Getting the Message

I’m writing about my experience at the relaunch of the Turtle Bay Resort in Oahu, HI, because it emphasized for me once again the power of our mantra: Training Matters.

I had the incredible opportunity to visit Hawaii for the first time last month for the relaunch of the Turtle Bay Resort on the north shore of the island of Oahu. The staff of 600 was friendly, dedicated, passionate, and committed to making each guest’s stay a memorable experience.

But I quickly learned that was not always the case (which immediately sparked my reaction of: How could anyone not be over the moon about working there amid sun-drenched beaches, sparkling turquoise seas, and windswept coconut trees?). But the employees were jaded by a succession of owners interested only in making money and not respecting the Hawaiian culture. And there was serious distrust about potential overdevelopment of this virtually untouched side of the island.

New owner Replay Resorts invested more than $40 million in property renovations and rebranding, but also realized the importance of investing time and money in training. As a result, CEO Drew Stotesbury and GM/VP Danna Holck spent two weeks talking to every employee in groups of five to 10, and together, they formulated Turtle Bay’s six core values (or pillars) that set the standard by which the staff operates and serves its guests:

  • Manawa (time)
  • Pono (goodness)
  • Malama (to care for)
  • Hanai (support of family)
  • Aloha (kindness)
  • KamaAina (local)

These values are reinforced in three customer service training modules that all employees must complete. This is not a once-and-done training, but an ongoing effort that is paying dividends. You’ll learn more about my experience and the training at Turtle Bay in the January/February 2015 issue of Training.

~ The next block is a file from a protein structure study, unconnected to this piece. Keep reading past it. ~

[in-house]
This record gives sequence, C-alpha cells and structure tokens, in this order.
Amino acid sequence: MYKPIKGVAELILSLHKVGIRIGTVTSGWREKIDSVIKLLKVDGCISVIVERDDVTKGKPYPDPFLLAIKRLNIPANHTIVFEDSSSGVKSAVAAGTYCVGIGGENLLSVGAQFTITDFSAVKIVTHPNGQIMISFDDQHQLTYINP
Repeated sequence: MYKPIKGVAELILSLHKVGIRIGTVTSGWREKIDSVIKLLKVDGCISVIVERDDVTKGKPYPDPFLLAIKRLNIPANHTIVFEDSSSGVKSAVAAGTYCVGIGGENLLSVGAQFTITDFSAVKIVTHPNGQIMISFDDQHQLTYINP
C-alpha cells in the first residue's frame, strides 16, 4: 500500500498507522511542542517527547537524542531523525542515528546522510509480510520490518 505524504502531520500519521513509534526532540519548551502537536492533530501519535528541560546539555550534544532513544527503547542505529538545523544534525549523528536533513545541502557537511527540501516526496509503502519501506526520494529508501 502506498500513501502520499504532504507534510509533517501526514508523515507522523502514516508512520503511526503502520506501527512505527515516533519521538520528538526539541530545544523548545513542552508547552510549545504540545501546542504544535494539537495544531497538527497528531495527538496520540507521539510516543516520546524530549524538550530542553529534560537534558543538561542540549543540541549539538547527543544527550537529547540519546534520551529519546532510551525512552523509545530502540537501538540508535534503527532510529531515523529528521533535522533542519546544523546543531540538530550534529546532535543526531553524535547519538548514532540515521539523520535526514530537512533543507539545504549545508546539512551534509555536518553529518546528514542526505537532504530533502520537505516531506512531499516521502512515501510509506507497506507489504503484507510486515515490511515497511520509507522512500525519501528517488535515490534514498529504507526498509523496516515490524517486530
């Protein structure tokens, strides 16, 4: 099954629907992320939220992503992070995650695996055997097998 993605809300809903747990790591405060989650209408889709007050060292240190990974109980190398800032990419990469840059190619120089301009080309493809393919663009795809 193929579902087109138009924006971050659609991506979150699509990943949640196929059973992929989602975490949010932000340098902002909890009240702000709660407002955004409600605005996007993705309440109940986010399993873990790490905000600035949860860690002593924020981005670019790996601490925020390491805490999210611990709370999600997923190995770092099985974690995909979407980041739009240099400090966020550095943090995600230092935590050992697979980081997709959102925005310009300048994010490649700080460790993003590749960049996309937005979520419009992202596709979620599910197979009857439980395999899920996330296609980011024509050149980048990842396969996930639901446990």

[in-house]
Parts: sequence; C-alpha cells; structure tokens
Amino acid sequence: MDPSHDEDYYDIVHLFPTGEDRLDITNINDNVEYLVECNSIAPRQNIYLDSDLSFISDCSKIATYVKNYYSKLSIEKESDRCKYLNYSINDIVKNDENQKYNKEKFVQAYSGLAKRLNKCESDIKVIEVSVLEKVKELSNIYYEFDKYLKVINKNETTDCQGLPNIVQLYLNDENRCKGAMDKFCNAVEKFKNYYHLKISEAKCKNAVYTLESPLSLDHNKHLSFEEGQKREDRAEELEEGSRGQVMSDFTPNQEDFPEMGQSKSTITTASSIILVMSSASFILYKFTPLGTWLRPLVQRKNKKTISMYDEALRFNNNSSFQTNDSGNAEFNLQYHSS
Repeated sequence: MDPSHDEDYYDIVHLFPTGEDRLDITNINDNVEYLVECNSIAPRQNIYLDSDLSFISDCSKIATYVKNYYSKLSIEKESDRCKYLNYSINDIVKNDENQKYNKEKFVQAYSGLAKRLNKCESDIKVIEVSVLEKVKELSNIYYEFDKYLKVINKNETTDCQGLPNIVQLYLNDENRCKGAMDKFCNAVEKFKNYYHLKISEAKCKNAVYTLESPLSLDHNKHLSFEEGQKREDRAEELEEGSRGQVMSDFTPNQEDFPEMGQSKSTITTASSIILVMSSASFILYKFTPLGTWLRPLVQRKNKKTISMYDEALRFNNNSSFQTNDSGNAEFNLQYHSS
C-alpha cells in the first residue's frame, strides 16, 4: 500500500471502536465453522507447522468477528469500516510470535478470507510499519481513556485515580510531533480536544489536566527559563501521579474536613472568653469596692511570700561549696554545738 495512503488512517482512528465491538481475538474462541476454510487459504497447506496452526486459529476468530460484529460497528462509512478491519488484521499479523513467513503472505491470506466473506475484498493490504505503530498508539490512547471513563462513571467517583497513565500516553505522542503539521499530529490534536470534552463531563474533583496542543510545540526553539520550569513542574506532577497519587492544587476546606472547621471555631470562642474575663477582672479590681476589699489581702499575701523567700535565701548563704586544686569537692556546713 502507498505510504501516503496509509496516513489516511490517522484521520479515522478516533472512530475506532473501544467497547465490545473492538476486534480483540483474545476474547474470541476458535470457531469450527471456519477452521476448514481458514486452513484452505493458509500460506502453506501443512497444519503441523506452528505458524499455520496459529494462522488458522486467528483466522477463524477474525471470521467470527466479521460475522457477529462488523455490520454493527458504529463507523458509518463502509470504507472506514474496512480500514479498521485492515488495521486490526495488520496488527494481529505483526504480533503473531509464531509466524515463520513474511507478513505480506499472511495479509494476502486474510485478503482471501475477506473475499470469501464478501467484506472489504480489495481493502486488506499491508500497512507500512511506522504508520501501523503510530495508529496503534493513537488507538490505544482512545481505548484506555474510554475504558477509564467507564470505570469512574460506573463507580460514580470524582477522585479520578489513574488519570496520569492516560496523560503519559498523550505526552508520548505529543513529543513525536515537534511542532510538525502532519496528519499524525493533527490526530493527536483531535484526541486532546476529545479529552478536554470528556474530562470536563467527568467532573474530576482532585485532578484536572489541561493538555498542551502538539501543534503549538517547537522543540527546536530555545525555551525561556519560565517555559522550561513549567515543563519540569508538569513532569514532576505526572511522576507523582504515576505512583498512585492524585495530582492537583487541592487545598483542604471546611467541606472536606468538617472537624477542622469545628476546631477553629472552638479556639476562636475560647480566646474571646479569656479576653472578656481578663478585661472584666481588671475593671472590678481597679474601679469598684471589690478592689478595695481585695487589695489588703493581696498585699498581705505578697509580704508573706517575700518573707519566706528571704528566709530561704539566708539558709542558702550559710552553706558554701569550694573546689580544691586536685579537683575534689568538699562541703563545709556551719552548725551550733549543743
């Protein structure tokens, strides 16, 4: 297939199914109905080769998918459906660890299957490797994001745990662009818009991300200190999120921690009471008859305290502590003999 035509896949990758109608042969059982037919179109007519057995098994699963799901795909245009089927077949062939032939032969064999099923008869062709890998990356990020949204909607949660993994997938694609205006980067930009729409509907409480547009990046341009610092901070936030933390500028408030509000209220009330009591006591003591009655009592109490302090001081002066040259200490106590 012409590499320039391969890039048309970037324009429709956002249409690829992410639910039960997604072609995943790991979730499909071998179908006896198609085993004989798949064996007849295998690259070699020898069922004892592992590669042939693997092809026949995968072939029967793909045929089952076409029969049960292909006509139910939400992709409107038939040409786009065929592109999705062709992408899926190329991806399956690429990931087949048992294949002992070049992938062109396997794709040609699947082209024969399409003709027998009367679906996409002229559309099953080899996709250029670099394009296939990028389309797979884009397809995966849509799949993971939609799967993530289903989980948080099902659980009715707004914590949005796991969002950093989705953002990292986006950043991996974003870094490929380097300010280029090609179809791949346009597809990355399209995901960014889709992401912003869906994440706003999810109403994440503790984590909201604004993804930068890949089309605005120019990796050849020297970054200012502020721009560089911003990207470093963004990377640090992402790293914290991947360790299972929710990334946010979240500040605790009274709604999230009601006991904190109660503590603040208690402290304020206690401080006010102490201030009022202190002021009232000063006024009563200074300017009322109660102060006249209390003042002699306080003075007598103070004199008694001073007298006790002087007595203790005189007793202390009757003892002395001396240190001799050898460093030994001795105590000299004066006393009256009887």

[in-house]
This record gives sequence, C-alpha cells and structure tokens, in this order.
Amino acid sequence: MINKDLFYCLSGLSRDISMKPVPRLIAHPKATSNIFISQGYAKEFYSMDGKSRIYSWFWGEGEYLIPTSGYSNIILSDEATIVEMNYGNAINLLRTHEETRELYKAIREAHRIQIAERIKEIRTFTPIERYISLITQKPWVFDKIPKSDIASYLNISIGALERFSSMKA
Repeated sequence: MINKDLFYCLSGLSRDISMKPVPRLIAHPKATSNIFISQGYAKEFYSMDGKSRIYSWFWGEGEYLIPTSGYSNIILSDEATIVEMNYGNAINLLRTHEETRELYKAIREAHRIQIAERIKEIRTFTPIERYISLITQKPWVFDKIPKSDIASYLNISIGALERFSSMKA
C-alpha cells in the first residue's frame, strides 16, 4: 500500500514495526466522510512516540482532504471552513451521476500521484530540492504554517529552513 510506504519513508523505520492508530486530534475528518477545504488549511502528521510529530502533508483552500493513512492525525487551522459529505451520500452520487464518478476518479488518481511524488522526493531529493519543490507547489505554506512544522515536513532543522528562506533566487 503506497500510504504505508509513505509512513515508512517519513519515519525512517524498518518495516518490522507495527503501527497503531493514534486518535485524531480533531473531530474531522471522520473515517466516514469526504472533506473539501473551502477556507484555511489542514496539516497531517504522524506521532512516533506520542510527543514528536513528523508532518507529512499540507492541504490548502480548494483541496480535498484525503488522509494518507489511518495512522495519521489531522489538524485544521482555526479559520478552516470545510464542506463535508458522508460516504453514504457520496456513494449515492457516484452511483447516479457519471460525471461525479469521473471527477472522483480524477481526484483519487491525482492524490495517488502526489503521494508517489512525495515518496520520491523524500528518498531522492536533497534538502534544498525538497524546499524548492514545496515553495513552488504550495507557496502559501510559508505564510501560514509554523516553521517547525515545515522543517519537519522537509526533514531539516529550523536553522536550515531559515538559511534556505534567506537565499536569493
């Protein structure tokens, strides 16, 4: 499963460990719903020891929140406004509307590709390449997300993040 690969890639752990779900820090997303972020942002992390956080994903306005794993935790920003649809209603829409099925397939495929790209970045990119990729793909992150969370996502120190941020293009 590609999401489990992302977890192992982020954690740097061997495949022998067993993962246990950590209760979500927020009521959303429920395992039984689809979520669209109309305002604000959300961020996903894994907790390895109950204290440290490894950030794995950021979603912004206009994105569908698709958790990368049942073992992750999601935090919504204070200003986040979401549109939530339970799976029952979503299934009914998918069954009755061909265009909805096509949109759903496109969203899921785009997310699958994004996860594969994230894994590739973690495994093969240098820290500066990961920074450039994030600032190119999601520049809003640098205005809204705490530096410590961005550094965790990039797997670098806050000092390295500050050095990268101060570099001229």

I’m writing about this experience because it emphasized for me once again the power of our mantra: Training Matters. And it seems the message is resonating within the industry as training expenditures, salaries, and the average number of hours of training provided to employees all increased in 2013/2014. Our 2014 Training Industry Report found that total 2014 U.S. training expenditures—including payroll and spending on external products and services—jumped 11.7 percent to $61.8 billion. On average, employees received 40.7 hours of training per year. And our 2014 Salary Survey showed a 3.4 percent increase in average training salaries to $81,334.

In “Talent Creation and the Bottom Line,” author Edward E. Gordon advocates strengthening the Training Matters message even more by implementing a new talent-creating financial metric that appears as an investment rather than an expense on the balance sheet, so businesses can track the impact of training and education investments on profits.

Our Training 2015 Conference & Expo, to be held February 9-11, in Atlanta, GA, extends the Training Matters message into 2015 and beyond. Visit to register today.

In the words of my new friends at Turtle Bay, “Mahalo” (thank you) for a wonderful year. Best wishes for a happy, healthy holiday season and a prosperous New Year! I look forward to seeing you in (hopefully) Hot-lanta in February!

Lorri Freifeld
Lorri Freifeld is the editor/publisher of Training magazine. She writes on a number of topics, including talent management, training technology, and leadership development. She spearheads two awards programs: the Training APEX Awards and Emerging Training Leaders. A writer/editor for the last 30 years, she has held editing positions at a variety of publications and holds a Master’s degree in journalism from New York University.